Rules of Hex
Shape of the board
The Hex board is composed of hexagons, arranged in an n × n rhombus, where n is an integer greater than one. Thus Hex can be played on boards of different sizes, and which size is considered standard varies. Piet Hein used a board of size 11, while John Nash settled on size 14. Nowadays people usually use the sizes that are available on game sites on the Internet offering Hex. Games.wtanaka.com uses sizes 11, 14 and 19; Little Golem offers the sizes 13 and 19. (See the article Board size for more.)
It is also possible to play on boards of size m × n where m and n are distinct integers, but in this case a winning strategy is known for the player with shortest distance between his sides.
This is how a typical Hex board looks:
Playing the game
Hex is played by two players, who take turns placing pieces on the board. The players have different colours, say red and blue. (The players themselves are sometimes referred to as Red and Blue) The four edges of the board are coloured with the same colours, in such a way that parallel edges have the same colour. Red wins if he can build a continuous chain between the two red edges, and blue wins if he can build such a chain between the blue edges.
Example: the following diagram shows a game after the first three moves.
The next diagram shows the rest of the game.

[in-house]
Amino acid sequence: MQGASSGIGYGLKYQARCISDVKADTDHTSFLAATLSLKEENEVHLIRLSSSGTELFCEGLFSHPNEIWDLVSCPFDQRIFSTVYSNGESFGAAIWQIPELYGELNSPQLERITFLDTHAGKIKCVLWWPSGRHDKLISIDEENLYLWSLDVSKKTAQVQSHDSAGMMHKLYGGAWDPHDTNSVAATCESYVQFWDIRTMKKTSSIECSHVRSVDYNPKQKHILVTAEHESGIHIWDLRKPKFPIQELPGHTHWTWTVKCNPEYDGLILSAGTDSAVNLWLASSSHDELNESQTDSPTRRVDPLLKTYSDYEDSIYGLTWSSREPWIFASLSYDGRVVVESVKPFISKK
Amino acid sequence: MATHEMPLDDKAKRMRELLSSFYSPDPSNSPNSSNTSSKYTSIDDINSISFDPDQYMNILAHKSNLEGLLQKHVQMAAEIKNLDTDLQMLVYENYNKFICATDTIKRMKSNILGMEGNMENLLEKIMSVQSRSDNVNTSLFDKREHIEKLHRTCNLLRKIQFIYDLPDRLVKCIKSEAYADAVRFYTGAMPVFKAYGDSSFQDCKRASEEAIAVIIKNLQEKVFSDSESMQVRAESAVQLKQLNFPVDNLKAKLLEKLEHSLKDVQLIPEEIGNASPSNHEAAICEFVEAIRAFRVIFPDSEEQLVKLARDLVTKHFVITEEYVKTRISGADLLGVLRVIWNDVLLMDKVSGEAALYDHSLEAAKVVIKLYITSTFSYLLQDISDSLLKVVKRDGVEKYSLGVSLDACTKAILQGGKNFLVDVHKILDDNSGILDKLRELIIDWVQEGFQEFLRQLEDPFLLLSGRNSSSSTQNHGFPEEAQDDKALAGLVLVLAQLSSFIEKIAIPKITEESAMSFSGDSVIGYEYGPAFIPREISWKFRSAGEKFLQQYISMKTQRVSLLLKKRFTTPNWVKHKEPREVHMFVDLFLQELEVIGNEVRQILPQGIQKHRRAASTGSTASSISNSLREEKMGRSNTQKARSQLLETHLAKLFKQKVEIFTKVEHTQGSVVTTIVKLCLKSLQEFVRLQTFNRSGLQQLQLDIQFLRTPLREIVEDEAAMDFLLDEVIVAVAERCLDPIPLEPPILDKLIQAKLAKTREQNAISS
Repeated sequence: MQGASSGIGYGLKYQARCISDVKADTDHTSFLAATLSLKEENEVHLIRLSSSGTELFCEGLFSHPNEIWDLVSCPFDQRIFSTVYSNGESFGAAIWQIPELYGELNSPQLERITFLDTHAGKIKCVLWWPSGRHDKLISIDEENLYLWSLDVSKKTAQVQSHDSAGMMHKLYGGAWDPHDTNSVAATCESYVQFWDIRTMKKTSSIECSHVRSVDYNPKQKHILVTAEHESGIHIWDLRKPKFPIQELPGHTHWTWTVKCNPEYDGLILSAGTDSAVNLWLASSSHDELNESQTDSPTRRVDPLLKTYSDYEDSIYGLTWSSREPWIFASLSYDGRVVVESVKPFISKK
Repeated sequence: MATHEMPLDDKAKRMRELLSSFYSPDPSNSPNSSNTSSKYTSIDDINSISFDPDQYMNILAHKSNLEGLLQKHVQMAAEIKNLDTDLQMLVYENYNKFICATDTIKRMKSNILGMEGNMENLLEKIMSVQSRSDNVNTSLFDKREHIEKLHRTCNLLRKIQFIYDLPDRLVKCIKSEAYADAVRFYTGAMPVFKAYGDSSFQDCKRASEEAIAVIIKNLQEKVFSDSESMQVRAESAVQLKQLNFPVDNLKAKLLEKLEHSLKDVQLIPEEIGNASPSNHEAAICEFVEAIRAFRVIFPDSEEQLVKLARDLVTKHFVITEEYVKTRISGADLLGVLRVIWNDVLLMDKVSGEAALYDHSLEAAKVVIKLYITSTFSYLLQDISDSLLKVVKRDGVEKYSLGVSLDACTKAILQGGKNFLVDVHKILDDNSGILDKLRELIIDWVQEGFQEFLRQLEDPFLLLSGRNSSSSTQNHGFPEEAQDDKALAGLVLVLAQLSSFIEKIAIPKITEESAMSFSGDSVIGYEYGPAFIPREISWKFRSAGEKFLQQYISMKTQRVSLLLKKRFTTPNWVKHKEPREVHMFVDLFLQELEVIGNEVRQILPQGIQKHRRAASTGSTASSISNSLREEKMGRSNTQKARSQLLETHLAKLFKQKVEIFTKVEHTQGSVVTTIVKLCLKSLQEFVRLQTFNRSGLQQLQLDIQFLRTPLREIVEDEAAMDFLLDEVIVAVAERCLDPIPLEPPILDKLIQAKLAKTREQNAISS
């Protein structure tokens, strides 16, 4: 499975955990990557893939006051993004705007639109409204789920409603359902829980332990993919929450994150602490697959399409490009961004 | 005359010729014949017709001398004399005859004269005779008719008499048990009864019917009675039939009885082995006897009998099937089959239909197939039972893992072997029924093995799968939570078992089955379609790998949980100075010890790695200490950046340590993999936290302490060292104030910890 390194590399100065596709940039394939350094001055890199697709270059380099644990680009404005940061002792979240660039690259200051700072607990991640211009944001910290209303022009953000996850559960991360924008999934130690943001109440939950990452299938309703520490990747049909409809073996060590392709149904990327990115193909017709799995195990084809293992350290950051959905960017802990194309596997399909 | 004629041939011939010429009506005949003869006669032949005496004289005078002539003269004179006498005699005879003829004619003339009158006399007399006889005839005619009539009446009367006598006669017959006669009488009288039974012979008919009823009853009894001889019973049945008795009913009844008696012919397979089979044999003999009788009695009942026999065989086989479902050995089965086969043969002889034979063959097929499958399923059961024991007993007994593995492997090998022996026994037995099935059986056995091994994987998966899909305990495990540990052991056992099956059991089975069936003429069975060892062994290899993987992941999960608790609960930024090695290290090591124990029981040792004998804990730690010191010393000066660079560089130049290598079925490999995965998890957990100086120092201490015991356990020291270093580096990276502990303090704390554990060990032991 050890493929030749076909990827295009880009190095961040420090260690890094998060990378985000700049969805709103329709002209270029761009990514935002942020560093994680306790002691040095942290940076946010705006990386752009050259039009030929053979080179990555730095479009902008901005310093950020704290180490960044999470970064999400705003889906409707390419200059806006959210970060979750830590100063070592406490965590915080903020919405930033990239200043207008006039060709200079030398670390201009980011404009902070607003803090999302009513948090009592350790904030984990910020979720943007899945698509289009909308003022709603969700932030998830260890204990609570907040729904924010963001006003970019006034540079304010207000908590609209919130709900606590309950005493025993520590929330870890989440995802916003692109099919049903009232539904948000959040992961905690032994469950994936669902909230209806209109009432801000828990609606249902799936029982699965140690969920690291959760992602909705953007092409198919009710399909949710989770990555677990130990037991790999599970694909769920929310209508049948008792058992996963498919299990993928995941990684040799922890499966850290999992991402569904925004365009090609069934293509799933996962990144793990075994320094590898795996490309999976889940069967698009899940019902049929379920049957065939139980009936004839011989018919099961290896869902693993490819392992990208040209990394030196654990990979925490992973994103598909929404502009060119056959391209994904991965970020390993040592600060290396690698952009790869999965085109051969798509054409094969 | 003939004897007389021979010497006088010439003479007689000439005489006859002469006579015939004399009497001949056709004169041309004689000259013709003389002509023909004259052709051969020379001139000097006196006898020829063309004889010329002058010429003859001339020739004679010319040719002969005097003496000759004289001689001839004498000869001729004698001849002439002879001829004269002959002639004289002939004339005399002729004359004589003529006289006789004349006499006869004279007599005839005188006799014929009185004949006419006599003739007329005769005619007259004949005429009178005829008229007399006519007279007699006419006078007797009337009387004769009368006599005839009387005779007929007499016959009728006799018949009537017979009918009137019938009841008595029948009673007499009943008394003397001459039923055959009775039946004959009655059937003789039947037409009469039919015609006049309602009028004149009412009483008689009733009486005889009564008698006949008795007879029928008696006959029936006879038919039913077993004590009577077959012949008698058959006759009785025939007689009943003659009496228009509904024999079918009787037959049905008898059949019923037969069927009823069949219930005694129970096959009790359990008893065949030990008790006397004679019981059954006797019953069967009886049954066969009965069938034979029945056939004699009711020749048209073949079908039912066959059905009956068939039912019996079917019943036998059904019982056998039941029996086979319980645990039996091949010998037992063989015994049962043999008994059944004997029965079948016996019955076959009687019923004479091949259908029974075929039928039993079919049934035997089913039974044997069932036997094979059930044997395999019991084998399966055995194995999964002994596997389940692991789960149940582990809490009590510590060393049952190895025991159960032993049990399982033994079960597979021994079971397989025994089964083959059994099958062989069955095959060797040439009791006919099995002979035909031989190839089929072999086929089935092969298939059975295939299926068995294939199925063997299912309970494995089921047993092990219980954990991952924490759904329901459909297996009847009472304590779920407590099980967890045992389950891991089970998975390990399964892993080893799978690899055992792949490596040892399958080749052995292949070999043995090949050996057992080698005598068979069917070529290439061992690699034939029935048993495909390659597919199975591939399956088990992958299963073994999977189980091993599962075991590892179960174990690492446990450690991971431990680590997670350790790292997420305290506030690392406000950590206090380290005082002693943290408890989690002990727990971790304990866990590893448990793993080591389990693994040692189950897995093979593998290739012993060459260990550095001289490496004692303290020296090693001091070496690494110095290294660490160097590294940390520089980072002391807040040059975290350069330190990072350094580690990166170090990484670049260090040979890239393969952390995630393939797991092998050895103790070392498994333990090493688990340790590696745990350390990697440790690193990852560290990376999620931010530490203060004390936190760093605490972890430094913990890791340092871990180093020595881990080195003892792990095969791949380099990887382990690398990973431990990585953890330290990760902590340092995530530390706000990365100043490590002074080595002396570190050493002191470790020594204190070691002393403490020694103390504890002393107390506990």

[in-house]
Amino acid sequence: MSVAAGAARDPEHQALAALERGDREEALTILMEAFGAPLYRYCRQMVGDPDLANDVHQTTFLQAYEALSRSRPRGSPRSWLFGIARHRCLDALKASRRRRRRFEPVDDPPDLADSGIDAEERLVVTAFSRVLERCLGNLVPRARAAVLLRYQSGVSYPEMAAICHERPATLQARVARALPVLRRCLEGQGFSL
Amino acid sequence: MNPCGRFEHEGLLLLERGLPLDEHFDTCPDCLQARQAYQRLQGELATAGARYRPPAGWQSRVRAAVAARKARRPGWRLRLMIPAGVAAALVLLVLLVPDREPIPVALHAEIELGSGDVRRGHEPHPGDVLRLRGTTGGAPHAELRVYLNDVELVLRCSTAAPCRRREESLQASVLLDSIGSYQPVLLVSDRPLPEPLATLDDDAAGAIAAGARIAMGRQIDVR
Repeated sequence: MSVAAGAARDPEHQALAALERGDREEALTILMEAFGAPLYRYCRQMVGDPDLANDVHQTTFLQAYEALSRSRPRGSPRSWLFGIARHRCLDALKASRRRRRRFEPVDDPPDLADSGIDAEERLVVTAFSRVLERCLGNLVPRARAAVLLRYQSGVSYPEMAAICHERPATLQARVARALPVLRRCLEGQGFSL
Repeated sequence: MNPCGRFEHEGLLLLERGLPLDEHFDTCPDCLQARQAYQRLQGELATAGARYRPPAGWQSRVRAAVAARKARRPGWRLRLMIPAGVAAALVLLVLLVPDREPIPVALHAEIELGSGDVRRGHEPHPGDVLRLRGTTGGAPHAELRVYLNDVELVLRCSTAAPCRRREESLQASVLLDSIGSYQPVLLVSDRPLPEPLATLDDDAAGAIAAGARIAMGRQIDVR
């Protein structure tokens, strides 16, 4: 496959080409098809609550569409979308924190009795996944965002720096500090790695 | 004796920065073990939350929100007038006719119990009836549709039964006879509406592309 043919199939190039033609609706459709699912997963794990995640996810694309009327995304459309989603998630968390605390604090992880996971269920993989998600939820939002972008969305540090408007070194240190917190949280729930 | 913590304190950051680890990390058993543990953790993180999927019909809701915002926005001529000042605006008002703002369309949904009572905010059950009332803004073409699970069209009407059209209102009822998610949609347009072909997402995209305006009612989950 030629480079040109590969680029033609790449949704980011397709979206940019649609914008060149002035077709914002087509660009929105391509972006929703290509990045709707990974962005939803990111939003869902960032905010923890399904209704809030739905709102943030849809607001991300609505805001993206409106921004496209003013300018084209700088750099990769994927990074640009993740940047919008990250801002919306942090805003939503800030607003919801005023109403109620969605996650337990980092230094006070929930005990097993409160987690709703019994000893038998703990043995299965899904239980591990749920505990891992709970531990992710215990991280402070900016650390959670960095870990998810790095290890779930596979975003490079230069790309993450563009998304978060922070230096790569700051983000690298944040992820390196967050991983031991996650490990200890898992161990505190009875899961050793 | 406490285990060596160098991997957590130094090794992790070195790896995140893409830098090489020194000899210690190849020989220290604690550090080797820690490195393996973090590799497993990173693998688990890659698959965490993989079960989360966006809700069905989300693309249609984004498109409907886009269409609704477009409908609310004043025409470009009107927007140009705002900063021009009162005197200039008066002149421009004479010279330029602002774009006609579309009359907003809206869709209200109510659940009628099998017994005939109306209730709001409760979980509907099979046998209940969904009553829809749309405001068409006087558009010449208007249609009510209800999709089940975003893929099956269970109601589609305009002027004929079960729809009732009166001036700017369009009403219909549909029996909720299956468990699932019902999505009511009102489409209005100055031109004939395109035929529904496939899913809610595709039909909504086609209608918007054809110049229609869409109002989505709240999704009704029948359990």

Red has won this game, since he has built a connection from the top to the bottom.
The swap rule
The above rules give a strong advantage to the first player. Because of this, the swap rule (also called the Pie rule) was introduced. Suppose that Red is to make the first move. Then the first player places a Red piece on the board, in any cell he likes. After that, the second player decides who will play Red and who will play Blue. Then whoever was decided to be blue makes the next move, and the game continues normally (that's how it works at games.wtanaka.com and pbmserv).
Another possibility to swap (without changing sides of each player) is to make a piece swap. That is, the second player in his first move may remove the first stone which was placed on field with coordinates (x;y) and place his/her own stone on field (y;x). That's how it works at Little Golem. These two ways of swapping are effectively the same.
Beyond the rules
For more information on how best to utilize the rules, see Strategy.